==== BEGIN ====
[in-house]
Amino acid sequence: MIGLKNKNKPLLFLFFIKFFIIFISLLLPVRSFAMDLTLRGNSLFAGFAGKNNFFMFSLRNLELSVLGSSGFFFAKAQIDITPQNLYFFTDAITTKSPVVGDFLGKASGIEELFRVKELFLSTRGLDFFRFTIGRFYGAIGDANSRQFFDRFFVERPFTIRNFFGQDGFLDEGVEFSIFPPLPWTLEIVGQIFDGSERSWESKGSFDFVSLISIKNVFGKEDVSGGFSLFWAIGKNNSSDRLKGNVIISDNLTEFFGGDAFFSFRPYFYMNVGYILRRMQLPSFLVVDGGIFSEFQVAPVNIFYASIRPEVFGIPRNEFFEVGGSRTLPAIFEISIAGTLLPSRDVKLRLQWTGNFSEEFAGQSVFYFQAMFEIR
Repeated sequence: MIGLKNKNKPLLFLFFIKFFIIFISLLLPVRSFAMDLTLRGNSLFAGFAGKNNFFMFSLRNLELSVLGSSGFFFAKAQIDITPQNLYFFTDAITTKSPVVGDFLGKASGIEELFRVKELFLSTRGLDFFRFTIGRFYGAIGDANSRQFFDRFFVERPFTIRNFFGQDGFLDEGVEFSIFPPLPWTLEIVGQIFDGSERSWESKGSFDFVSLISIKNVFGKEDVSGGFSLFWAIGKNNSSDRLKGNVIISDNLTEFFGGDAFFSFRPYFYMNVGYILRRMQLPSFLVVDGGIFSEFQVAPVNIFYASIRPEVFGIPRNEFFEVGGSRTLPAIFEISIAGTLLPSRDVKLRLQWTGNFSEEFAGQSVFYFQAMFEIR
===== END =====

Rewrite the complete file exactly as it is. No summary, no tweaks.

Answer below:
[in-house]
Amino acid sequence: MIGLKNKNKPLLFLFFIKFFIIFISLLLPVRSFAMDLTLRGNSLFAGFAGKNNFFMFSLRNLELSVLGSSGFFFAKAQIDITPQNLYFFTDAITTKSPVVGDFLGKASGIEELFRVKELFLSTRGLDFFRFTIGRFYGAIGDANSRQFFDRFFVERPFTIRNFFGQDGFLDEGVEFSIFPPLPWTLEIVGQIFDGSERSWESKGSFDFVSLISIKNVFGKEDVSGGFSLFWAIGKNNSSDRLKGNVIISDNLTEFFGGDAFFSFRPYFYMNVGYILRRMQLPSFLVVDGGIFSEFQVAPVNIFYASIRPEVFGIPRNEFFEVGGSRTLPAIFEISIAGTLLPSRDVKLRLQWTGNFSEEFAGQSVFYFQAMFEIR
Repeated sequence: MIGLKNKNKPLLFLFFIKFFIIFISLLLPVRSFAMDLTLRGNSLFAGFAGKNNFFMFSLRNLELSVLGSSGFFFAKAQIDITPQNLYFFTDAITTKSPVVGDFLGKASGIEELFRVKELFLSTRGLDFFRFTIGRFYGAIGDANSRQFFDRFFVERPFTIRNFFGQDGFLDEGVEFSIFPPLPWTLEIVGQIFDGSERSWESKGSFDFVSLISIKNVFGKEDVSGGFSLFWAIGKNNSSDRLKGNVIISDNLTEFFGGDAFFSFRPYFYMNVGYILRRMQLPSFLVVDGGIFSEFQVAPVNIFYASIRPEVFGIPRNEFFEVGGSRTLPAIFEISIAGTLLPSRDVKLRLQWTGNFSEEFAGQSVFYFQAMFEIR